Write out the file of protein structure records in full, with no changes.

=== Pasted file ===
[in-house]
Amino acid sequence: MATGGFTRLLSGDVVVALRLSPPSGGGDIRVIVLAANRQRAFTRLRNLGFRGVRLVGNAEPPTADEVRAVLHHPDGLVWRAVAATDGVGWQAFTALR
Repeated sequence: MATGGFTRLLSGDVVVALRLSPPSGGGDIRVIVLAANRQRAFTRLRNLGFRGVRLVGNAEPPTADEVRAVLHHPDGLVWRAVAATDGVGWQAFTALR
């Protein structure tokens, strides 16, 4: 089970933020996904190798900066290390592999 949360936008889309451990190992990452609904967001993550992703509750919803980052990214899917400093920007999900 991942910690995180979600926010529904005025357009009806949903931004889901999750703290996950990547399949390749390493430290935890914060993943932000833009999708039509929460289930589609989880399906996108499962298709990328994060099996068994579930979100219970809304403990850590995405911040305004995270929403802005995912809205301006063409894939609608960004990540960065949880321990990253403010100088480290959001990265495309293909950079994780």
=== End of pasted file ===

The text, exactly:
[in-house]
Amino acid sequence: MATGGFTRLLSGDVVVALRLSPPSGGGDIRVIVLAANRQRAFTRLRNLGFRGVRLVGNAEPPTADEVRAVLHHPDGLVWRAVAATDGVGWQAFTALR
Repeated sequence: MATGGFTRLLSGDVVVALRLSPPSGGGDIRVIVLAANRQRAFTRLRNLGFRGVRLVGNAEPPTADEVRAVLHHPDGLVWRAVAATDGVGWQAFTALR
């Protein structure tokens, strides 16, 4: 089970933020996904190798900066290390592999 949360936008889309451990190992990452609904967001993550992703509750919803980052990214899917400093920007999900 991942910690995180979600926010529904005025357009009806949903931004889901999750703290996950990547399949390749390493430290935890914060993943932000833009999708039509929460289930589609989880399906996108499962298709990328994060099996068994579930979100219970809304403990850590995405911040305004995270929403802005995912809205301006063409894939609608960004990540960065949880321990990253403010100088480290959001990265495309293909950079994780």